I think when all is said and done, Slumdog Millionaire is taking down the Best Picture Oscar and will be remembered as the best film that came out in 2008.

Score: 8.5 out of 10 (Must Own/Potentially Classic)

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Batman Was Robbed!

January 31, 2009

With the Oscars coming up in February, I’ve been trying to see as many movies contending as possible. While award shows are generally popularity contests, I find the Oscars to be a rather accurate representation of the year’s best films and performances. However, I do have one big gripe with this year’s nominations: no Best Picture or Best Director nods for The Dark Knight and Chris Nolan’s amazing work on that film. The films picking up Best Picture noms are:

Milk
Frost/Nixon
The Curious Case Of Benjamin Button
Slumdog Millionaire
The Reader

I’m yet to see The Reader and Milk, but of the other three films only Slumdog Millionaire is arguably better than The Dark Knight, in my opinion. In support of my argument, it’s worth noting that only Benjamin Button and Slumdog Millionaire received more total nominations than the latest Batman flick.

The academy seems to agree that The Dark Knight is a more technically impressive film than Frost/Nixon and The Reader; it picked up nominations for visual effects, cinematography, make-up, etc. So how is it that those films are better all around pictures? If the argument is direction, Chris Nolan did an amazing job and the IMAX cinematography was groundbreaking. If the argument is acting, the entire cast of The Dark Knight was at least above average and Heath Ledger gave one of the best performances I’ve ever seen as The Joker. Yes, Frank Langella gave a staggering performance as former President Nixon, but I think if people look back on 2008 (and maybe even the entire decade), the performance everyone is going to remember is Heath Ledger’s Joker portrayal.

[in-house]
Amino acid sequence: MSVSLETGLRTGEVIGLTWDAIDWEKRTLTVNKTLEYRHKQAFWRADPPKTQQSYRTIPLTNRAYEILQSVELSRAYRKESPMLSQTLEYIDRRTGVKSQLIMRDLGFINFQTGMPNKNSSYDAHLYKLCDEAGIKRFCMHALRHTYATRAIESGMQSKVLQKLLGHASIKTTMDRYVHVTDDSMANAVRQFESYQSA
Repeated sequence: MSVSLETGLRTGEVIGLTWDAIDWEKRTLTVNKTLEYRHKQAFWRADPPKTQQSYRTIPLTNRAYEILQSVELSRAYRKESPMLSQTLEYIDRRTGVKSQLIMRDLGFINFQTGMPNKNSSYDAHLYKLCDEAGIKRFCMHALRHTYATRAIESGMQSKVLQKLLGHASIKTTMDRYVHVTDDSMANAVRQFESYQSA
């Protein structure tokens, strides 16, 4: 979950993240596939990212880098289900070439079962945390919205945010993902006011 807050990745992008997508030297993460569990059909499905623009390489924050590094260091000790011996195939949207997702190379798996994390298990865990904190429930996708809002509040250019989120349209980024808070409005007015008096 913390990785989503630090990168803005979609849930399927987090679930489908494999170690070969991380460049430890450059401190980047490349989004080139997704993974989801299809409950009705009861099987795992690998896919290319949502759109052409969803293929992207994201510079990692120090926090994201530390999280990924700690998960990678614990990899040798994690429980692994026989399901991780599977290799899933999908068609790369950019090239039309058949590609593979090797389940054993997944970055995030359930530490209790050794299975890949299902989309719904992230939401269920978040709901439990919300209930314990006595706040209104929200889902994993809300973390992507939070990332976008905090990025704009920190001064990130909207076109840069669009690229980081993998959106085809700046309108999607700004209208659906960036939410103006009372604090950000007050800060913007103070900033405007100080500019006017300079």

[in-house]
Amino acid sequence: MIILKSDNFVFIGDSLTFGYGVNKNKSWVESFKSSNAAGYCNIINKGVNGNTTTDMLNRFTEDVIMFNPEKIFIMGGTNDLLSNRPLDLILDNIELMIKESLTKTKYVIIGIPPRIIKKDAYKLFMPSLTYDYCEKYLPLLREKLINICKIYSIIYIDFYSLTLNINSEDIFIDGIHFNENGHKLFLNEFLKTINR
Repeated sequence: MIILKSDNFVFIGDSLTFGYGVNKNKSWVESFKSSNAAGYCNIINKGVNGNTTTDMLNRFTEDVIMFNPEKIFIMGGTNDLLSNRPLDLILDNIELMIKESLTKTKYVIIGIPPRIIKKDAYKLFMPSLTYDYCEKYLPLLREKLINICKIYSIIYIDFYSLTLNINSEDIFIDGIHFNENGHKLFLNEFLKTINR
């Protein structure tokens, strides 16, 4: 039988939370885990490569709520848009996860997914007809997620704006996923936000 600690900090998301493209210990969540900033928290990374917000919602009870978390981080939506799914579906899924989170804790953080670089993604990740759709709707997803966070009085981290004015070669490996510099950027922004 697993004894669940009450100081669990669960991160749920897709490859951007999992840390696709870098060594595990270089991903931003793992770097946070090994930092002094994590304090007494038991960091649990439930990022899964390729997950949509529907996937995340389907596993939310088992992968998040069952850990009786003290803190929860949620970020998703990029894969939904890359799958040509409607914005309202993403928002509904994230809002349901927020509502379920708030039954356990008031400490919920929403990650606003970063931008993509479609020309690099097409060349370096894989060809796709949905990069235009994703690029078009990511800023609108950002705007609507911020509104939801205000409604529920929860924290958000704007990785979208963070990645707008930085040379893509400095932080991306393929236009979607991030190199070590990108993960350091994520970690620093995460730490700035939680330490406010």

So it must come down to the writing. That’s the only aspect where The Dark Knight might be coming up short against the competition. Personally, I found the writing in TDK to be extremely well done. For such a long film, it was quickly paced; I was on the edge of my seat the whole time during my first viewing and one can’t help but be excited for The Joker’s next appearance. Heath’s performance was phenomenal, but the writer’s helped steer the character in the right direction. We don’t have The Joker dancing to Prince songs and we have the screenwriting team to thank for that. While some may prefer Tim Burton and Jack Nicholson’s cartoony rendition, I believe it’s unarguable that Heath Ledger’s dark and demented turn is a more accurate portrayal of the character and a much more intriguing fit for the big screen, especially in Nolan’s reality-based Gotham.

So while I can’t consider picking The Dark Knight for Best Picture, I do believe it should at least be in contention. Either way, my vote goes to Slumdog Millionaire, which is far and away the best made 2008 film I’ve seen.

I’ll be back with mini-review for Slumdog Millionaire, Frost/Nixon, The Curious Case Of Benjamin Button, Revolutionary Road, and maybe some others shortly.